The gender intensification hypothesis states that girls and boys experience increased pressure to conform to culturally sanctioned gender roles during adolescence (Hill and Lynch 1983). These pressures are thought to come from a variety of sources and are intended to prepare adolescents for their adult roles as women and men. This essay summarizes the gender intensification hypothesis and reviews evidence for the intensification of gender-role identity, gender-role attitudes, and gendered behavior during adolescence. The essay concludes by considering limitations in current investigations of gender intensification and directions for future research.
The study of gender development is complicated because, although gender is one of the most well-recognized social categories, its identifiers are extremely diverse and multifaceted (Twenge 1999). Cultures identify “masculine” and “feminine” attributes by the likelihood that each attribute is associated with one sex and...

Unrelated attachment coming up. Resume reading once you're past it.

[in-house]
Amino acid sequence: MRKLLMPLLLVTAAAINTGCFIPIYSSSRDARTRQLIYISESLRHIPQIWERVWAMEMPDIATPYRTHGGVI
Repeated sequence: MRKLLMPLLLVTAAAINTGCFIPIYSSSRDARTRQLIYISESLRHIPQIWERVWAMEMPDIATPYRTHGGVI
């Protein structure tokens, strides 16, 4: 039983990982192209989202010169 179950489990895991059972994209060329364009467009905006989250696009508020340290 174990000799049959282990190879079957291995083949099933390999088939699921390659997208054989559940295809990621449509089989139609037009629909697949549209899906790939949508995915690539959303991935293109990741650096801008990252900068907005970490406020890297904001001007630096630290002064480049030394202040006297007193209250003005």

This research was supported, in part, by Award Number F31MH084476 from the National Institute of Mental Health to Heather A. Priess and by Award Number T32HD049302 from the Eunice Kennedy Schriver National Institute of Child Health And Human Development to Sara M. Lindberg. The content is solely the responsibility of the authors and does not necessarily represent the official views of the National Institute of Mental Health, the Eunice Kennedy Schriver National Institute of Child Health and Human Development, or the National Institutes of Health.
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